Scriv Inspect Keywords3. Moving over again you will find Keywords. This is where you can add all kinds of frequently used terms from your project. It’s a helpful location for keeping character and location names organized for quick reference. Writing fantasy, this is a big help for me since you can forget some details and need references in an accessible location.

Scriv Inspect CMD4. The next button over is Custom Meta-Data which allows you to tweak meta-data settings for your project to suite your tastes. This is a great place for c0-authors to designate their tasks by color for differentiation.

5. The next to last button is for Snapshots. If you haven’t used this feature previously, it Scirv Inspect Snapshotstakes a snapshot of your current work which is useful when you want to make changes but might want to revert back to the original. Click the +/- buttons to add and remove snapshots. There’s also the Rollback button available to switch back to the previous version.

Scriv Inspect CF6. Last, there the Footnotes and Comments button which is where you can add these to your non-fiction. The comments feature is similar to the same one in Word and can be useful whether you are writing fiction or non-fiction.

These are all extremely helpful tools for fiction and/or non-fiction writing. They are easily found from the Inspector to allow users to quickly manage content. Some of these functions may bear further discussion in later posts. A number of these features may or may not seem useful at first glance, however you may want to give them a try to see if they help you develop your project more efficiently. If you are c0-authoring a book this is a great way to keep things straight between the two of you.

Book Cover Green Top & Bottom Cover - CopyHave you use the Inspector bar much or at all? Please share your thoughts and ideas in the comments section. I’d also love to connect with you over social media so check my Contact page for that information. See the News page for announcements and remember to sign-up to receive news and posts by email. I’ve added a new sign-up tab on my FaceBook page to simplify the process. New followers can download The Black Bag via free coupon today! Also, the cover of my book, The Bow of Destiny, was revealed recently so take a look.

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Just as a note: I am not affiliated with Scrivener in any official capacity. For support questions, pricing and other concerns please contact the vendor.

 

Strategic Usage of Snapshots in Scrivener

Scrivener is a powerful writing tool. I write about it weekly with tips and usage ideas. To read more of my posts click the Scrivener tag or category at the end of the page.

Scrivener LogoI don’t normally write about Scrivener more than once a week so I won’t bore everyone with the same topic. But a situation arose that I thought I should really address.

Yesterday, someone who reads this blog asked for assistance with a Scrivener problem via Twitter. I was very humbled to be asked so I responded with a few suggestions as to what might be the fix (not knowing the precise details). In the end, the issue was resolved on the other end which was great.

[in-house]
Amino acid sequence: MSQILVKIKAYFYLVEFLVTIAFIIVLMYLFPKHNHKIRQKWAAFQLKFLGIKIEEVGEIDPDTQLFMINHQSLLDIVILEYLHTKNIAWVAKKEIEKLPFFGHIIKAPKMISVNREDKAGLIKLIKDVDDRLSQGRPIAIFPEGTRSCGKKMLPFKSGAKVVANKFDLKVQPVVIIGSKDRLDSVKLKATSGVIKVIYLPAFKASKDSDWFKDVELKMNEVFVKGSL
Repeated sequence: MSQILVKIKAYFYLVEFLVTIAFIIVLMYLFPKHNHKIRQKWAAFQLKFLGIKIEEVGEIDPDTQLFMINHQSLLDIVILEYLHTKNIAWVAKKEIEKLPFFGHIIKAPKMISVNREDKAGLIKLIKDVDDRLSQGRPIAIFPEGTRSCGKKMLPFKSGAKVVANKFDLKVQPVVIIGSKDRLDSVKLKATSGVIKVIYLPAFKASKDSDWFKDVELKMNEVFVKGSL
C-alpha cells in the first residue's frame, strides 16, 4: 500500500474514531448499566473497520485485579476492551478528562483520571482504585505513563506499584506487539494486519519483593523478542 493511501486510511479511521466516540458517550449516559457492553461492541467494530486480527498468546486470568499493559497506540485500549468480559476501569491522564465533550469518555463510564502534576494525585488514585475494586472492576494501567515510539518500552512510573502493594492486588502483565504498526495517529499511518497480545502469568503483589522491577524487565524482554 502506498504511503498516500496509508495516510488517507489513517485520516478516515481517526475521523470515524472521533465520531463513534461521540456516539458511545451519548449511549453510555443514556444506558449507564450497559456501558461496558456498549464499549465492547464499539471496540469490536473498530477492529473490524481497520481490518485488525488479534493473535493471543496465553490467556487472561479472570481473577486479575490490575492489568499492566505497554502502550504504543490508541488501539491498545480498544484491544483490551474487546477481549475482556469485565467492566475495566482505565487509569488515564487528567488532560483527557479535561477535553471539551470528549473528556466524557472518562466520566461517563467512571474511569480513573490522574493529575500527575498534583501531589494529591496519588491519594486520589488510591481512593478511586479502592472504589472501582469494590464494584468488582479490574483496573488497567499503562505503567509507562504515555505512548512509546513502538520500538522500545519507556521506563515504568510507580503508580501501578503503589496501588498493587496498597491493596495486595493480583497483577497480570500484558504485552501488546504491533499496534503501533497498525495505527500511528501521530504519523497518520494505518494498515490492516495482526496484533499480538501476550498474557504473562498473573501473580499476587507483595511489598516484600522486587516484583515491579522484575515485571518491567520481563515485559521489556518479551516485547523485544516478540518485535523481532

Frustration stress and writers blockHowever, the problem brought up a subject I had planned on addressing in the near future regarding snapshots. Basically, the snapshot function works as a point in time backup of a document in which you are working. While Scrivener does make backups when you exit (unless you change this setting) and you can make backups whenever you want, a snapshot serves a more immediate purpose – a quick backup of current work to which you can easily rollback if necessary.

So, if you are going to make big changes to a document it might be worth your while to make a snapshot before doing so in order to get back to where you were without much trouble. Likewise, when adding blocks of content or trying to fix a problem it might be wise to make a snapshot to prevent lose of any current work.

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So how does it work? First turn on the Inspector by clicking on View, sliding to Layout and clicking on Inspector in the flyout menu. You can also turn it on via your keyboard with this command: Ctrl + Shift + I. The Inspector will appear on the right side.

Scirv Turn on Inspector

There are six buttons on the lower border, click on the second one from the right the get to Snapshots.From there you click on the + button to add a snapshot of the document in which you are working. It will show the snapshot with a date/time stamp. This is important should you make more than one snapshot. Before attempting to fix a problem it Scirv Inspect Snapshotsmight be good to take a snapshot. Should the fix work a second snapshot might also be good to have just in case it is needed. In that case you would use the – button to remove the oldest snapshot after highlighting it. Finally, you can use the Rollback button to go back to a previous document version.

So next time you’re about to make major document changes, take a snapshot. Then if something unexpected happens you don’t need to panic, just rollback to the original version.

The Black Bag by P H SolomonPlease share your thoughts and ideas in the comments section. I’d also love to connect with you over social media so check my Contact page for that information. See the News page for announcements and remember to sign-up to receive news and posts by email. I’ve added a new sign-up tab on my FaceBook page to simplify the process. New followers can download The Black Bag via free coupon today! Also, the cover of my book, The Bow of Destiny, was revealed recently so take a look.

Enter your email address to follow this blog and receive notifications of new posts by email.